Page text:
03.04.09

Whitehouse, Kennedy Bill Designates School Social Work Week

Washington, D.C. – U.S. Senator Sheldon Whitehouse (D-RI) and U.S. Congressman Patrick Kennedy (D-RI) are working to honor the contributions of school social workers to our country’s young people by designating this week, the first week in March, as School Social Work Week.

“As Rhode Island’s Attorney General, I saw first-hand the enormous change that supportive, involved adults can make in students’ lives through the after-school and mentoring programs we built at Oliver Hazard Perry Middle School in Providence,” said Whitehouse, whose resolution on School Social Work Week passed the Senate last Friday. “School social workers and other educators deserve to be recognized for their dedication to our children.”

“A child’s mental and emotional state will certainly impact his or her ability to learn. It is imperative that students have access to timely and appropriate counseling and services. School social workers fill this critical role, working to make sure that children have to the tools and resources they need to succeed in the classroom,” said Kennedy, who introduced a resolution in the House of Representatives last week.

Though more than 17 million children are in need of mental health services, fewer than 1 in 5 receives adequate care. School mental health programs help identify and diagnose mental health problems early, and provide services to support young people.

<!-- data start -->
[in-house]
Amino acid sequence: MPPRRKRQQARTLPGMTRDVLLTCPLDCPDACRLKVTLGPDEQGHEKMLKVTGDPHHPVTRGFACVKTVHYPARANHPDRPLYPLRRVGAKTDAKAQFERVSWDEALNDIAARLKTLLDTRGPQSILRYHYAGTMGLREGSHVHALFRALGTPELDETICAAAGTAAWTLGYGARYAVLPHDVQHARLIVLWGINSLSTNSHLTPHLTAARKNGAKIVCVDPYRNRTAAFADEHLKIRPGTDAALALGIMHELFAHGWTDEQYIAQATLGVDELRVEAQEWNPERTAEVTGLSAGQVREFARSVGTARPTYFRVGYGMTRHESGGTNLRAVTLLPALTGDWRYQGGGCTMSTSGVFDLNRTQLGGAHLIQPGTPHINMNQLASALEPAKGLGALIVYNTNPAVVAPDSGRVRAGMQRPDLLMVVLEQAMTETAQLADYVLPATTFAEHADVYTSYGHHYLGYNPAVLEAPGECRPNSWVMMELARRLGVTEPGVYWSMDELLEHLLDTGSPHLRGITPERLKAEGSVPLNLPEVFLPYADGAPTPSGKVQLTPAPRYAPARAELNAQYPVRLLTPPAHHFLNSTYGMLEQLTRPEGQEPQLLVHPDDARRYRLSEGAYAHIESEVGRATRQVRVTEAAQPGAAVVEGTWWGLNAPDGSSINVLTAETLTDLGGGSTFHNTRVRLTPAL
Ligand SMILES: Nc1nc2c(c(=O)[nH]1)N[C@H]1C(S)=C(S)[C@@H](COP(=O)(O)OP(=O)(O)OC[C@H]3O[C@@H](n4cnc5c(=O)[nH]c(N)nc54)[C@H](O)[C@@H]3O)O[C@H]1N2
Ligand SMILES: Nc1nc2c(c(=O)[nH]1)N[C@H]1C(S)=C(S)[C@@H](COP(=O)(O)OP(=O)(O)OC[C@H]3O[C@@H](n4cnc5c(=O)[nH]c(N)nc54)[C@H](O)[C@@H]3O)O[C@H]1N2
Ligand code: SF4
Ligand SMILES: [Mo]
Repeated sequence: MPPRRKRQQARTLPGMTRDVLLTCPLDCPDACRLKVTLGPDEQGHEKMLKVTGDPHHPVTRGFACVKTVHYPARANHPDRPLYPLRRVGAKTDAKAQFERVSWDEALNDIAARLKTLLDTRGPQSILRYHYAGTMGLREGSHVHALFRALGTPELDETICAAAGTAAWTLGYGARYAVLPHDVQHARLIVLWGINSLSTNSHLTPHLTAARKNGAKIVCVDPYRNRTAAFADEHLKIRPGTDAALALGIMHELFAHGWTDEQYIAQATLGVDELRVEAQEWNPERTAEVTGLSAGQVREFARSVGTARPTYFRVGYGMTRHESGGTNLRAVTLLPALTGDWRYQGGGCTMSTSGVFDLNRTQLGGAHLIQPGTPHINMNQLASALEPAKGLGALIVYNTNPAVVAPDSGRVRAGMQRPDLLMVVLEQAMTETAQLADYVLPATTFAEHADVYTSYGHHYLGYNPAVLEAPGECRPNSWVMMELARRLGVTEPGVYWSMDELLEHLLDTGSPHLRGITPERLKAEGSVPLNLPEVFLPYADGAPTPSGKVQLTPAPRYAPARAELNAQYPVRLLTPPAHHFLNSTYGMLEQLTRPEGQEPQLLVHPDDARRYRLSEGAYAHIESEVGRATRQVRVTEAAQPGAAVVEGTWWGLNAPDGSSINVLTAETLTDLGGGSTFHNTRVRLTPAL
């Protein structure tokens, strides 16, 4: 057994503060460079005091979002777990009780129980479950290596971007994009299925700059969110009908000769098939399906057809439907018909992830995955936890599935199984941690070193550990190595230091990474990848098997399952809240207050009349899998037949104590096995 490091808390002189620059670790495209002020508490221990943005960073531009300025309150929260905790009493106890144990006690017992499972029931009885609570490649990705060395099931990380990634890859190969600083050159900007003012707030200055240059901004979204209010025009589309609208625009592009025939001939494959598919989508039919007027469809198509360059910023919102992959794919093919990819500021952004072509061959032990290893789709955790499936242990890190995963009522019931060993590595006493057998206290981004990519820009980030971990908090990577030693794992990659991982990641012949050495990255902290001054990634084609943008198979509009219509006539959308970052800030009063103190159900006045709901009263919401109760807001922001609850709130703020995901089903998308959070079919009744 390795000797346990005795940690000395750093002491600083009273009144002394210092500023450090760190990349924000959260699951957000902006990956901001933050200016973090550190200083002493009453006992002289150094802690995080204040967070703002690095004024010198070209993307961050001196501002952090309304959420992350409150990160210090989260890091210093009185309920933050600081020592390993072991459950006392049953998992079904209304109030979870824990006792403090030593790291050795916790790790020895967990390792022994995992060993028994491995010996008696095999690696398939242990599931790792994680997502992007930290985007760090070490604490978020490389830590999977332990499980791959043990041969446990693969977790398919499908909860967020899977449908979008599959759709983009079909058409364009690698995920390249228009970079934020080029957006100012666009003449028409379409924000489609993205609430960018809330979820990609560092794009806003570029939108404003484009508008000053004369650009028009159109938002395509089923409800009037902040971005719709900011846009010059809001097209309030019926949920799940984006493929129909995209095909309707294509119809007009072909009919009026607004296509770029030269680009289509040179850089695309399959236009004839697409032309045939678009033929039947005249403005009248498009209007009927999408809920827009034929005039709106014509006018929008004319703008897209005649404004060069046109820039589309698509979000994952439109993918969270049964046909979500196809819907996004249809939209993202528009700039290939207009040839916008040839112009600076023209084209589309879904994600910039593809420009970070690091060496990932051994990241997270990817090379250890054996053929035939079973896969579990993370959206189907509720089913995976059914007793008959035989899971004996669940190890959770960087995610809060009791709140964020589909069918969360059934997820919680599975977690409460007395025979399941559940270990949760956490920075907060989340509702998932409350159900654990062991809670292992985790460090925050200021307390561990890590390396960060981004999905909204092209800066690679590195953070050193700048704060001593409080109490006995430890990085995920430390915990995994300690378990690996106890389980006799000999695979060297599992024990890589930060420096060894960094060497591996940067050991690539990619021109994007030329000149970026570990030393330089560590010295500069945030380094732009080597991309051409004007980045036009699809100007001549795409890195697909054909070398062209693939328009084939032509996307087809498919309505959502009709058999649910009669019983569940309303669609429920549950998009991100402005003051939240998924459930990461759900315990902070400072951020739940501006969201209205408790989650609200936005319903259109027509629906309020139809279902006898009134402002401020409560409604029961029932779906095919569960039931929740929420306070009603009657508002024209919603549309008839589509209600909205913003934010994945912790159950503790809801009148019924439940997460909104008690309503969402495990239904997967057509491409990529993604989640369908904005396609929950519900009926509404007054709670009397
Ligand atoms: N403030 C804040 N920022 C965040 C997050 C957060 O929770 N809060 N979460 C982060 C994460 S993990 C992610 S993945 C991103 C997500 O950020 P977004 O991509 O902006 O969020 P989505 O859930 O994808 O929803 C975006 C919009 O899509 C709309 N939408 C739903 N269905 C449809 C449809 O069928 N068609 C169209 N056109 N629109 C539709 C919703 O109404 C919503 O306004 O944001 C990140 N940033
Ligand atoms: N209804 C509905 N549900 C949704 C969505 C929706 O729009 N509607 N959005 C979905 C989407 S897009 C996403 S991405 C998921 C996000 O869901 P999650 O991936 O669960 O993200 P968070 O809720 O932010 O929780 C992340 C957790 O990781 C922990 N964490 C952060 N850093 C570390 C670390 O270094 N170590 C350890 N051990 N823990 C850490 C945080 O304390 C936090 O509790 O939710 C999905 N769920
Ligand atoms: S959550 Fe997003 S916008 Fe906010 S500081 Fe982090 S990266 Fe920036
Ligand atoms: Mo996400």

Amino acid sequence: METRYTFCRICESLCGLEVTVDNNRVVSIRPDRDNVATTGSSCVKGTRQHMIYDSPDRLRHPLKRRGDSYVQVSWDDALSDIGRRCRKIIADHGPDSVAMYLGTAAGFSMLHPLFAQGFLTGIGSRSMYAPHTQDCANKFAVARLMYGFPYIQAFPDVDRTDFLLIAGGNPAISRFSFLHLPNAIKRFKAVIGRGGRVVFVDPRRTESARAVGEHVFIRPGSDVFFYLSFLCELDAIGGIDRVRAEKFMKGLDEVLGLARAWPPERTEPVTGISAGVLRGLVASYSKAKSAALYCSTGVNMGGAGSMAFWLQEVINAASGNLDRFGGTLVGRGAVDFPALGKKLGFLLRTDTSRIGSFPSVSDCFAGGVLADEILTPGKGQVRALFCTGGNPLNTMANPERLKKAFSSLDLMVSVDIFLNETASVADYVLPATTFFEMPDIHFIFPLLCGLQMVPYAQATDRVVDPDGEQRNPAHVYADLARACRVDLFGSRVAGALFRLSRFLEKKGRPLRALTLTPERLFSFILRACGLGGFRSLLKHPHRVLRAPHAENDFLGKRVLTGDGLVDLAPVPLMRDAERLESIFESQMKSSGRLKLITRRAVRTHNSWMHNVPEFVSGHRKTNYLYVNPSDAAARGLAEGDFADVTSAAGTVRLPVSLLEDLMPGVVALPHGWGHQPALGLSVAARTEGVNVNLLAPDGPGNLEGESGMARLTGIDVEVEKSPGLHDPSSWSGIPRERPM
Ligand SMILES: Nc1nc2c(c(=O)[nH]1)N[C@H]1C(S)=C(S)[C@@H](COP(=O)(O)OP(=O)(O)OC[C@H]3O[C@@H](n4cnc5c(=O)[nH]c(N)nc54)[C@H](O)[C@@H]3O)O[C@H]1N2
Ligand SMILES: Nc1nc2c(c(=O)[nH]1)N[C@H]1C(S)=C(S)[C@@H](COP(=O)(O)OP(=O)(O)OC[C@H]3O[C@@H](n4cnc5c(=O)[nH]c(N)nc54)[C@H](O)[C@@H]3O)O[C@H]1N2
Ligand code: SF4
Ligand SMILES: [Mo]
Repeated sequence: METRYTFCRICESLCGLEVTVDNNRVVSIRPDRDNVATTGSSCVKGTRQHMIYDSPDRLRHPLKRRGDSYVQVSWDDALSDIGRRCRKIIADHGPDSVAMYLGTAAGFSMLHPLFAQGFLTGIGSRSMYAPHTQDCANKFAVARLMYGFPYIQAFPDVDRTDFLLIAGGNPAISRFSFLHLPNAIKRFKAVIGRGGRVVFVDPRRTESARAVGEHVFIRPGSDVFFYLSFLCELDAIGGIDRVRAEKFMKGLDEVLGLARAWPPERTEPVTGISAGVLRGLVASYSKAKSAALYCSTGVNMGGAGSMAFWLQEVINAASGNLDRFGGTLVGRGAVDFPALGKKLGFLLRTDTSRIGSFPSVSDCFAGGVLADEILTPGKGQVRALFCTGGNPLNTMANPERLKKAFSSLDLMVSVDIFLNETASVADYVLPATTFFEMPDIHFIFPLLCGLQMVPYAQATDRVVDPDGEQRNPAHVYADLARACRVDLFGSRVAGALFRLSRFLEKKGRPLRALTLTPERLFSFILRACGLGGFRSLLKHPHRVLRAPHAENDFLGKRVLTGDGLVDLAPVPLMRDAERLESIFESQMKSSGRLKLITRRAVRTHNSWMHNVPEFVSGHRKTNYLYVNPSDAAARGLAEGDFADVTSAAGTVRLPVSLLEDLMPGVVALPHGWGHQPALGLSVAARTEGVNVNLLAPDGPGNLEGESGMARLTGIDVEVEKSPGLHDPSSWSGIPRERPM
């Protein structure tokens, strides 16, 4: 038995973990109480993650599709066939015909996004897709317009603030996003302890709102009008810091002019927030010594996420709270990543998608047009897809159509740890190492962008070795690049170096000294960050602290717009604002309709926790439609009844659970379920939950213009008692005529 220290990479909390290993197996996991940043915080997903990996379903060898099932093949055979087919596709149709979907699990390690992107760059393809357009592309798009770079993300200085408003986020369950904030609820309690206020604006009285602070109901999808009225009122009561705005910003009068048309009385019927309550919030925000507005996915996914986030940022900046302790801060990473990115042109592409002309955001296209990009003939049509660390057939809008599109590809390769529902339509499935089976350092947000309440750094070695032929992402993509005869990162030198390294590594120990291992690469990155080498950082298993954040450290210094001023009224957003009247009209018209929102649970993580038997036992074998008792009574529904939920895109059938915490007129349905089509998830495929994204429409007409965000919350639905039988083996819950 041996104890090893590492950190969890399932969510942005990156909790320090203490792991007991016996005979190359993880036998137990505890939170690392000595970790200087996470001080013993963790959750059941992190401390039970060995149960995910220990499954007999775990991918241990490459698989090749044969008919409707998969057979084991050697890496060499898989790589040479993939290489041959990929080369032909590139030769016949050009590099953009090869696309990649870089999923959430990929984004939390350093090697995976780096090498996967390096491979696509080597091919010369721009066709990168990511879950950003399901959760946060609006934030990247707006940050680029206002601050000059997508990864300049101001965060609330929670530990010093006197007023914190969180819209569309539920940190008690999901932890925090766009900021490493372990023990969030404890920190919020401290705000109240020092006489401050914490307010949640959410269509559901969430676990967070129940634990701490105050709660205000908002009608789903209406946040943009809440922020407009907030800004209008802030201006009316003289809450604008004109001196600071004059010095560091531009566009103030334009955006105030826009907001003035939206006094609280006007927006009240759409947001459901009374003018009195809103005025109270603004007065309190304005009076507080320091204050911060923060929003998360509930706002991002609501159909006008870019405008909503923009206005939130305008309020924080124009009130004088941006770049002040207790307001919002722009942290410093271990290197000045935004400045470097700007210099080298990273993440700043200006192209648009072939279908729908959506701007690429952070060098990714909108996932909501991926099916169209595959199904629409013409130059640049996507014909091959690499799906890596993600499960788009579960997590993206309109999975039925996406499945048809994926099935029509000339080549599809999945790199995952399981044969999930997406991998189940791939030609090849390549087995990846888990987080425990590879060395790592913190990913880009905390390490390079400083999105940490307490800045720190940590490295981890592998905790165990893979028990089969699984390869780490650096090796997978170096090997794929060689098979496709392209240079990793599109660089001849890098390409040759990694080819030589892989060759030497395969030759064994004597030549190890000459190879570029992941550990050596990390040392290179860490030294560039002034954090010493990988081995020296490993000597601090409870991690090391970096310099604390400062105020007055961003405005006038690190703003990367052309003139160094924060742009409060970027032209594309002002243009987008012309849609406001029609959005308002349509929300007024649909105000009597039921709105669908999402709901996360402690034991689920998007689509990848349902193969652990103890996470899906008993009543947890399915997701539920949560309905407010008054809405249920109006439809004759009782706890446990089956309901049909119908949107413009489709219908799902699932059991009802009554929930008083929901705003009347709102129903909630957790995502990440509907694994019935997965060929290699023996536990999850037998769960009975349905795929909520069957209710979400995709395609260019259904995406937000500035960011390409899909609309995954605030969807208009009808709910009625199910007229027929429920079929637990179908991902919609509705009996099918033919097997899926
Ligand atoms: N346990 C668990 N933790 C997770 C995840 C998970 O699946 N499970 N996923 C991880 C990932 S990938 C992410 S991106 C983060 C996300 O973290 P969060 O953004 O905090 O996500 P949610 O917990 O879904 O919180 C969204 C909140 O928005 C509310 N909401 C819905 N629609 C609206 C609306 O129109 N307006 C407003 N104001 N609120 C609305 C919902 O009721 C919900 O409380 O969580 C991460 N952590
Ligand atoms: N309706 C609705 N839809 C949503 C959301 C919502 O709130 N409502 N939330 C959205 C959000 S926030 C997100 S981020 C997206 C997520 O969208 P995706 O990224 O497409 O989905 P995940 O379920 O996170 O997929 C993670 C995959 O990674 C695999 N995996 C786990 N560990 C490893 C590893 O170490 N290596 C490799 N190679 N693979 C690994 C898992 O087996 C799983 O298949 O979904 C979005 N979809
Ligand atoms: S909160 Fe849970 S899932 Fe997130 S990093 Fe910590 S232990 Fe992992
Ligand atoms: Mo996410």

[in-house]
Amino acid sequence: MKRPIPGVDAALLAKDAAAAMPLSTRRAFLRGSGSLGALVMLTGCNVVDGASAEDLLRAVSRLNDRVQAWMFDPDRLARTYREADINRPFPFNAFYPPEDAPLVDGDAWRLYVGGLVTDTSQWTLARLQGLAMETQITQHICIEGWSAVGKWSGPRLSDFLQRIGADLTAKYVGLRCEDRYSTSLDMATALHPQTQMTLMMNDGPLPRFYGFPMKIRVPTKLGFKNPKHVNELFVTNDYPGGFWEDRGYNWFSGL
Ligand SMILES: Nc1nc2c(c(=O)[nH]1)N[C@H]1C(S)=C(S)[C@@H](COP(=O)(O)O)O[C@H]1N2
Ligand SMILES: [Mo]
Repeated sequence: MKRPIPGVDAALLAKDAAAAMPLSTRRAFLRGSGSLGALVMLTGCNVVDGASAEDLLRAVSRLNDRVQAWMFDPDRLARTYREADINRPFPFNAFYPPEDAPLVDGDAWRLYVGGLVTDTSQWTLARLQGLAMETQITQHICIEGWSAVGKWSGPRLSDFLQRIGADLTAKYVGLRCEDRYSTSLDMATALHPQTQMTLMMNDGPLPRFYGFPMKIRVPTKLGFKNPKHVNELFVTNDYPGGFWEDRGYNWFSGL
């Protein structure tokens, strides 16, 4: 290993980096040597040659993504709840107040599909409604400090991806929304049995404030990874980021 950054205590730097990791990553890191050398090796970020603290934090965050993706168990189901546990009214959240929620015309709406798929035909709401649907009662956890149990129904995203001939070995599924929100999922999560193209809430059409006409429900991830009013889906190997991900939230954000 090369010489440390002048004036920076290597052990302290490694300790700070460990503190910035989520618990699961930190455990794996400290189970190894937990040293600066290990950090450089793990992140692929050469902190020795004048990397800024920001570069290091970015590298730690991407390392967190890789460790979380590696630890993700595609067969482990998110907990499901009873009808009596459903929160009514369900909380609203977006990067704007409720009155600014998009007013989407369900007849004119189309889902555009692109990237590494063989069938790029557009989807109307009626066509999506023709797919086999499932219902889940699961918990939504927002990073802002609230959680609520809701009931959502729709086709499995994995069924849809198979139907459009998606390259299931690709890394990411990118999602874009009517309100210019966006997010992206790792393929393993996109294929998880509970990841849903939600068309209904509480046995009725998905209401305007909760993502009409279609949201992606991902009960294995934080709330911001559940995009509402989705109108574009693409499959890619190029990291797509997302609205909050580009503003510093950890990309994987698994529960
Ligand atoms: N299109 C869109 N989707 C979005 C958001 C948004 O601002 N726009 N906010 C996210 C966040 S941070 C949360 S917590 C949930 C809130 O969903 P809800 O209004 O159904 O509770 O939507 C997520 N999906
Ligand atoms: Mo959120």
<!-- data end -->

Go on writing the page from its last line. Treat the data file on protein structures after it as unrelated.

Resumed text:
According to the National Association of Social Workers, about 5 percent of the nation’s 600,000 professionally trained social workers work in public school settings. Approximately 140 school social workers work in Rhode Island’s public and private schools.

School social workers gather information about students’ social, emotional and behavioral adjustments to school and the community to help young people cope with issues and relationships in their everyday lives. School social workers provide services to students who face challenges with abuse, disability, addiction, and other barriers to learning. They can also help address truancy, another pervasive problem for schools across the country. Students who skip school are at an increased risk for substance abuse, delinquency, teen pregnancy, and school dropout. School social workers provide on-going intervention services when students develop chronic patterns of non-attendance.

The Whitehouse-Kennedy resolution encourages students, parents and communities across the nation to participate in ceremonies and activities that promote awareness of the vital role of school social workers in schools and in the community.

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